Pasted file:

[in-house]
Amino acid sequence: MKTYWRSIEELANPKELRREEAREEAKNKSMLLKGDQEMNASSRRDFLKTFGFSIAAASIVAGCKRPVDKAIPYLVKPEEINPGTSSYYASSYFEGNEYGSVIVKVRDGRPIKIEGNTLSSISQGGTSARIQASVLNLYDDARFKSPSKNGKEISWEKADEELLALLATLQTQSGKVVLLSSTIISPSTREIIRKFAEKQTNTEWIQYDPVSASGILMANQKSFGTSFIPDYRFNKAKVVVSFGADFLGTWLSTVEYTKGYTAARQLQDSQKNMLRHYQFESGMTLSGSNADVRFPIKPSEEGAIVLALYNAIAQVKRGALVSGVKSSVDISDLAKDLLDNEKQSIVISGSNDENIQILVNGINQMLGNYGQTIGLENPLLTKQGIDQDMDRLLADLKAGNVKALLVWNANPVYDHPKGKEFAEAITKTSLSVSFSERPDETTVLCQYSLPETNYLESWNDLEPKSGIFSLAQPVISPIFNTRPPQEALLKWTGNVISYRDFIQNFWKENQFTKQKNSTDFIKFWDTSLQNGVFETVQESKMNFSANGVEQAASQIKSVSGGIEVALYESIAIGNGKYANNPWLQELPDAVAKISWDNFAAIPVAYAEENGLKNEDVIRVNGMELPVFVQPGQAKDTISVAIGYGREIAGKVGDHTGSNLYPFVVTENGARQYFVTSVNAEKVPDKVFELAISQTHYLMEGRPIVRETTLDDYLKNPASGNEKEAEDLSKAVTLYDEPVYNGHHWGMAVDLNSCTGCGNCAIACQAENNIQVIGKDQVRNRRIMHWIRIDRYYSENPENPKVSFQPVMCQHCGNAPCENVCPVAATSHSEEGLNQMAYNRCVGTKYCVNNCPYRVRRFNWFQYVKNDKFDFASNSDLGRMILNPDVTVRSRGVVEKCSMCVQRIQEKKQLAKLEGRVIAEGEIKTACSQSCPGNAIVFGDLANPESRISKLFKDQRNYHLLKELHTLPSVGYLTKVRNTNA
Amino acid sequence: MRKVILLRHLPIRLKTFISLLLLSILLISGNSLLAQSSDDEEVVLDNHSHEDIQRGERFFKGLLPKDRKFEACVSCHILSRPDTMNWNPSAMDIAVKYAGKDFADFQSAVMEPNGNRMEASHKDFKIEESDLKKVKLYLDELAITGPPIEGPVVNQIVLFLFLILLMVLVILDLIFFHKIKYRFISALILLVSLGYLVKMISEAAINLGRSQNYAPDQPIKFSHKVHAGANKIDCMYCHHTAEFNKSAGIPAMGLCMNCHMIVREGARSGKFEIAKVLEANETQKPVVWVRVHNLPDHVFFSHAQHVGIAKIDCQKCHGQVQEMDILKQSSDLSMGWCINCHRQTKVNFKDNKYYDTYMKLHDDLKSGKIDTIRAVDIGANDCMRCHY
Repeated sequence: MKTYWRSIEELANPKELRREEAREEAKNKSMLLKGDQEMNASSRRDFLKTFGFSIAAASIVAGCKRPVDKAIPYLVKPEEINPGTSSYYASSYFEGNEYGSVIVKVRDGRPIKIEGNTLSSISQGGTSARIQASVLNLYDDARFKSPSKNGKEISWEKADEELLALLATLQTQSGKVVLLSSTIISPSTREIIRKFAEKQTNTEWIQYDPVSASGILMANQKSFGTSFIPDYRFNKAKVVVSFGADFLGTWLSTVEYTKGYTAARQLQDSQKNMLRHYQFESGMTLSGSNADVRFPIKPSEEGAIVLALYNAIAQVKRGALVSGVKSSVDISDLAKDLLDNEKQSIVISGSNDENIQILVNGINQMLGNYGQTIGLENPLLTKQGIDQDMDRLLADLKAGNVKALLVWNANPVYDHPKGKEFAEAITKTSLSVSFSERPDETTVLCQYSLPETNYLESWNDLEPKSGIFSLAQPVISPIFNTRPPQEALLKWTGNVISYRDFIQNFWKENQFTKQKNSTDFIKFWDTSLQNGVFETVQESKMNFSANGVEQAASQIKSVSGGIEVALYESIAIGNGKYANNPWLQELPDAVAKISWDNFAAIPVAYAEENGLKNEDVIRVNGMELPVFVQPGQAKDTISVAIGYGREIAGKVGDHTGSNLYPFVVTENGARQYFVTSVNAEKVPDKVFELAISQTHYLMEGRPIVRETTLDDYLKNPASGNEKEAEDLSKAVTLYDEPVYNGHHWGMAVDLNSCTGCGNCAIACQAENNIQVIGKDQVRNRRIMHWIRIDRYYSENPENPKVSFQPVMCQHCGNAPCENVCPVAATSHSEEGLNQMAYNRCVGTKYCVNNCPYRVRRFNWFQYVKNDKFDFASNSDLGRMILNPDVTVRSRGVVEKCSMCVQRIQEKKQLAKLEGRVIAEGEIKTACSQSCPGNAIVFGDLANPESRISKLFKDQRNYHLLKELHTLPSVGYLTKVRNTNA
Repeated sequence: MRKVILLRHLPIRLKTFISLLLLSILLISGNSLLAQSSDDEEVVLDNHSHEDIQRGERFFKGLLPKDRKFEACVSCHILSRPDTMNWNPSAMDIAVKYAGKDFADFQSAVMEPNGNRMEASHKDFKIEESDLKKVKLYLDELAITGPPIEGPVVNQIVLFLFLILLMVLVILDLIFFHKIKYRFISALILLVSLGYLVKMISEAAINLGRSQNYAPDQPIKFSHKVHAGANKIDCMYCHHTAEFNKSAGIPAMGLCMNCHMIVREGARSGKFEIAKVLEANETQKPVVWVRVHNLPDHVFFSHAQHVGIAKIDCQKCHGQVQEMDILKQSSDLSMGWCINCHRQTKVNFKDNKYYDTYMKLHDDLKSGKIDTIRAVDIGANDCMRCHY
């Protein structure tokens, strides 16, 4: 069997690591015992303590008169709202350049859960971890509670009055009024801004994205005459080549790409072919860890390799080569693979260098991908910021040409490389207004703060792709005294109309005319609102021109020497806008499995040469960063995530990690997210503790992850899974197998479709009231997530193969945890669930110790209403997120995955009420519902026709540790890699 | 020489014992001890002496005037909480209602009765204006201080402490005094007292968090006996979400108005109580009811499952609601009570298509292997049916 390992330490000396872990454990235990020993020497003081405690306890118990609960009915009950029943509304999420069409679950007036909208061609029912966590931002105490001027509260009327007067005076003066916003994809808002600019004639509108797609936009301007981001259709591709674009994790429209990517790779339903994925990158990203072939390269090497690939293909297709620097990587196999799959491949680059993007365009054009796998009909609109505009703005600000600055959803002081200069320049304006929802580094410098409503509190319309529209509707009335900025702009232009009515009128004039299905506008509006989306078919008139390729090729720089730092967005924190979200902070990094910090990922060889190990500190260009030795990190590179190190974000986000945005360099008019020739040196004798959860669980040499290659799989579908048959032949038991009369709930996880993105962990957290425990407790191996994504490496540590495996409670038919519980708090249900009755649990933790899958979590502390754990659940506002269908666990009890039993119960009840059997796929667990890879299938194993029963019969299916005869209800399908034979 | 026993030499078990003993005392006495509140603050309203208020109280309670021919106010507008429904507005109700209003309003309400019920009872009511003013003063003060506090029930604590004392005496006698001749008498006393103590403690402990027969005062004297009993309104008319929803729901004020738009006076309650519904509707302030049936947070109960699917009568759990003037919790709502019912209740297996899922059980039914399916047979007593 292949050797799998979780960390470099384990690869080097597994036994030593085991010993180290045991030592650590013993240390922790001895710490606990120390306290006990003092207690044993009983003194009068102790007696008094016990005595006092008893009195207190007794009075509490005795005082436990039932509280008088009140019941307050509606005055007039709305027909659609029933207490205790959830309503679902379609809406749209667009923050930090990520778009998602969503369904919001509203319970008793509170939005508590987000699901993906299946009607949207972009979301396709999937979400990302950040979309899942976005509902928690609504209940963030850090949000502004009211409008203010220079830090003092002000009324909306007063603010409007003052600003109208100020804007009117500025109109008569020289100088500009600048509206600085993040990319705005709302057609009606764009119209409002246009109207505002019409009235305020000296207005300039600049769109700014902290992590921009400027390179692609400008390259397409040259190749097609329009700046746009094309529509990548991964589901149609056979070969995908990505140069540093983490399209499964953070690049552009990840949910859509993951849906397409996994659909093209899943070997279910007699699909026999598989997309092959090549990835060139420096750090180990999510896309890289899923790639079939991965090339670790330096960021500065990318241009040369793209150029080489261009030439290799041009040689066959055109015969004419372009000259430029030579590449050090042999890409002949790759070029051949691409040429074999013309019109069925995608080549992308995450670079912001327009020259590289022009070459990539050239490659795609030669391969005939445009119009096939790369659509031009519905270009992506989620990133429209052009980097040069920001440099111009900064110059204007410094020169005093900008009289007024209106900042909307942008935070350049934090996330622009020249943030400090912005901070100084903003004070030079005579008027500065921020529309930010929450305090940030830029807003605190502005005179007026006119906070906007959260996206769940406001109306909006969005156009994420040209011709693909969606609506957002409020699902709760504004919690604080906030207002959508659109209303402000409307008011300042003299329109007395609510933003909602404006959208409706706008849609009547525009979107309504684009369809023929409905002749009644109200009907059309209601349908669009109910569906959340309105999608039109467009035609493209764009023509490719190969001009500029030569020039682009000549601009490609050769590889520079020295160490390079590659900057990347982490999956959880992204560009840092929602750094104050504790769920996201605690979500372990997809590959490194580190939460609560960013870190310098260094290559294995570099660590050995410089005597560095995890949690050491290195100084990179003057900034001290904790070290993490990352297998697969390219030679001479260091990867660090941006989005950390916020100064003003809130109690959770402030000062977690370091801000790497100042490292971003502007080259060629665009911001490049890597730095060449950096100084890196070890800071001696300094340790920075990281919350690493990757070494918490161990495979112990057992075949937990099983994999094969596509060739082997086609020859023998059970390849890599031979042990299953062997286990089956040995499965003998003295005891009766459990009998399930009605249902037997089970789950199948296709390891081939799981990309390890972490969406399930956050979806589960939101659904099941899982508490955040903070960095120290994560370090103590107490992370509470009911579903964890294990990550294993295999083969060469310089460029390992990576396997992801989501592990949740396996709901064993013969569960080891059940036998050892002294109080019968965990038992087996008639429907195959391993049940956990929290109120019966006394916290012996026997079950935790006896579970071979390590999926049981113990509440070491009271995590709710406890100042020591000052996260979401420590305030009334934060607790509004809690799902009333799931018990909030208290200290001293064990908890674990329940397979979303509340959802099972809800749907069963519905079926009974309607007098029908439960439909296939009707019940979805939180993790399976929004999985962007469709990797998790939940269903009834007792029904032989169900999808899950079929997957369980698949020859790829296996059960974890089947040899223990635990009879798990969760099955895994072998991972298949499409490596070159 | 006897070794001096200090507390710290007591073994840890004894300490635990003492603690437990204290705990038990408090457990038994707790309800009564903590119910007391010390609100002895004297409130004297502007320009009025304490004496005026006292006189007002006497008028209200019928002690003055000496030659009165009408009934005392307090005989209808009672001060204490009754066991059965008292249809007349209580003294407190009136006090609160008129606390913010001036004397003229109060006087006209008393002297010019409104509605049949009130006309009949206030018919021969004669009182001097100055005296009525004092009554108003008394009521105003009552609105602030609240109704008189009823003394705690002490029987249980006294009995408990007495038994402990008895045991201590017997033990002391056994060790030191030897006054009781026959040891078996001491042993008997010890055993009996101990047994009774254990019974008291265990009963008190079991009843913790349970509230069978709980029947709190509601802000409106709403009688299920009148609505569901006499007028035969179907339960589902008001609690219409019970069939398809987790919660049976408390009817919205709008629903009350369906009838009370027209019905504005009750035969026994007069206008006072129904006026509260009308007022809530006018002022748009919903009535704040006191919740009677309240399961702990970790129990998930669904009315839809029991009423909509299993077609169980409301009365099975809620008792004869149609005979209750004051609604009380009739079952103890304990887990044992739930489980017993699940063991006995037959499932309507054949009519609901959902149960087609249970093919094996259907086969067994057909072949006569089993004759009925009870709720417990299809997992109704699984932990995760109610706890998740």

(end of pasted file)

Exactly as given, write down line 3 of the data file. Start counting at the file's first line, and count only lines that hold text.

Amino acid sequence: MRKVILLRHLPIRLKTFISLLLLSILLISGNSLLAQSSDDEEVVLDNHSHEDIQRGERFFKGLLPKDRKFEACVSCHILSRPDTMNWNPSAMDIAVKYAGKDFADFQSAVMEPNGNRMEASHKDFKIEESDLKKVKLYLDELAITGPPIEGPVVNQIVLFLFLILLMVLVILDLIFFHKIKYRFISALILLVSLGYLVKMISEAAINLGRSQNYAPDQPIKFSHKVHAGANKIDCMYCHHTAEFNKSAGIPAMGLCMNCHMIVREGARSGKFEIAKVLEANETQKPVVWVRVHNLPDHVFFSHAQHVGIAKIDCQKCHGQVQEMDILKQSSDLSMGWCINCHRQTKVNFKDNKYYDTYMKLHDDLKSGKIDTIRAVDIGANDCMRCHY